Since the very first search engine became popular, the coveted number one ranked listing is something everyone has fought for. Marketers figured out that if they were placed first in whatever search term a user typed into the search bar, they had a high chance of connecting up with the searcher and making the sale.
So, of course, marketers started manipulating it. They figured out what drove the ranking and put all their energy into that strategy. They created websites for themselves and for their clients that used these techniques. This is how black hat SEO was born.
Early on, people figured out that search engines rank based on keywords. So it only makes sense that the more keywords you have on a page, the better the page will rank. So people started creating individual pages devoted to specific keywords.
More is not better.
Have you ever read through a page where every other word is the keyword? If you’re looking up golf clubs and every other word is golf clubs even when golf clubs shouldn’t golf club in the appropriate golf club spot? Ugh! That’s not reader friendly. People don’t want that kind of source to trust. Google knows that, so a long time ago, keyword stuffing became black hat.
But that hasn’t stopped people from trying it. Or from very old sites that still have that strategy in place. You might not find it ranked well on Google. But if you’re trying to use that to market your business, you’re paying the price.
Link popularity has also been a long-running strategy used for ranking purposes. The idea is that if a site links back to you, it gives your site more authority. Especially if it was a powerful site with lots of clout.
So of course, that was exploited too. Highly ranked sites with domain authority figured this was a perfect way to make money. So they started selling paid links that would link back to your site, giving you a little “Google love”. Trouble is, Google found out about it, and banned the process.
Google still loves links. But it likes it when sites naturally link to one another based on authority. If you’re creating an article and link to a resource of high caliber, it wants to reward that process. But if it’s only done as a marketing technique, it will penalize the users.
How can you tell? Start with the number of links on a page. When this strategy is used, you’ll usually find dozens of links of random nature. The key is if it makes sense.
Hidden Text and Links
Similar to keyword stuffing, this is another sneaky black hat technique that was used quite frequently in the past. The idea was to get as many keywords onto a page. So many unscrupulous marketers would bury them into the page by creating a paragraph of keywords, then turning it the same color as the background. It wouldn’t show to human readers, but Google spiders would pick it up and rank it well.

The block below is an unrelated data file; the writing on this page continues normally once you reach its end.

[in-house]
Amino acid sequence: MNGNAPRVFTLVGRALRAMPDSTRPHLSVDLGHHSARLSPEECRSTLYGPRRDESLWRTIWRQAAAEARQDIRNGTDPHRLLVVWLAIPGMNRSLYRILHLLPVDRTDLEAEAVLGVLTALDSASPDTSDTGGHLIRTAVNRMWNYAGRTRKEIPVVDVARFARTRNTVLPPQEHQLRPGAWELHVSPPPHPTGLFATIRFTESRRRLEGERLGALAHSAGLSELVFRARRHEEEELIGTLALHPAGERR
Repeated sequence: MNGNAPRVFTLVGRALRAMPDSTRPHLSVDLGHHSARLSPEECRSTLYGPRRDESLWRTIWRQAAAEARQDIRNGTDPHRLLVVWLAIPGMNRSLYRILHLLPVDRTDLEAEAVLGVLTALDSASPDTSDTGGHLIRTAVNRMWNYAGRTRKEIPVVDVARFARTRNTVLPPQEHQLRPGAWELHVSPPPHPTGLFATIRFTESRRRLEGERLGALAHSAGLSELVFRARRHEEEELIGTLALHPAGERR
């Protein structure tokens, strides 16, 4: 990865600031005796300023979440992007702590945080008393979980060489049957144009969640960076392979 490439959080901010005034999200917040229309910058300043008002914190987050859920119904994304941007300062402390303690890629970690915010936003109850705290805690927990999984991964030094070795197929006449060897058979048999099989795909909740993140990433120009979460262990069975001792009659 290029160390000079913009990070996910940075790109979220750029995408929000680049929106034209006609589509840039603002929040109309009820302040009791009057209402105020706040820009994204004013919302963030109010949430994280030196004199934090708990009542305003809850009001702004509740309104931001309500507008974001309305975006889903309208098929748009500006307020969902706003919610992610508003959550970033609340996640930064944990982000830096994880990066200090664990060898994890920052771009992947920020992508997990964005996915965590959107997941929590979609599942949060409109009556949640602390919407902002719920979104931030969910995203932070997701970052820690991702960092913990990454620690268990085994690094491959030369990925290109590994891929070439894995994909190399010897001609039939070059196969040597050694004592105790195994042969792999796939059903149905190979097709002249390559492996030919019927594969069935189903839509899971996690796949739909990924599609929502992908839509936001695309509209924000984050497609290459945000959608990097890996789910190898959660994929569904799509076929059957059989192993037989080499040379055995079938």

While this worked at least in the short term, both Google and human visitors picked up on the strategy quickly. Because most of these pages didn’t give the end user the information they truly wanted. It didn’t meet a searcher’s expectations, so Google banned it in favor of finding higher quality results instead.
Have you ever clicked on a search result that looks perfect, only to be directed to a page that has no relevance? Google calls this a sneaky redirect. A marketer’s objective is to get ranked well for a search term in Google, while having the clicks redirected to a page it hopes will make them money. This is especially common in the mobile market. While a desktop might show one result, when you try to find it on your smartphone, it’s redirected to an entirely different URL.
Again, this process doesn’t satisfy the end user’s goals. It upsets them because they don’t get the results they expected to find. And that’s not Google’s goal. So when they discover a cloaking strategy, it’s banned. Another black hat SEO technique that shouldn’t be used.
Any of these black hat SEO techniques can give your site a bad reputation and make users turn away from using your site. And if these techniques are on your site when Google makes a major change in its algorithms, the penalty can be severe.
When Google issues upgrades – think Panda or Penguin – the penalty knocks you out of rankings, meaning it won’t list you in the search results no matter how well you do for a keyword.
It starts with spiders. The automatic algorithmic system crawls and finds all web pages it can that are using black hat techniques. Then as follow up, humans scour the web looking for any results the spiders may have missed. These black hat sites might work for a while, but in the end, they will be caught.
And once a penalty has been enforced, your site will not rank number one. Chances are, it won’t hit the first few pages of results. It might be delisted altogether.
Remember, Google is all about the user experience. If the end user loves your site, Google will love it too.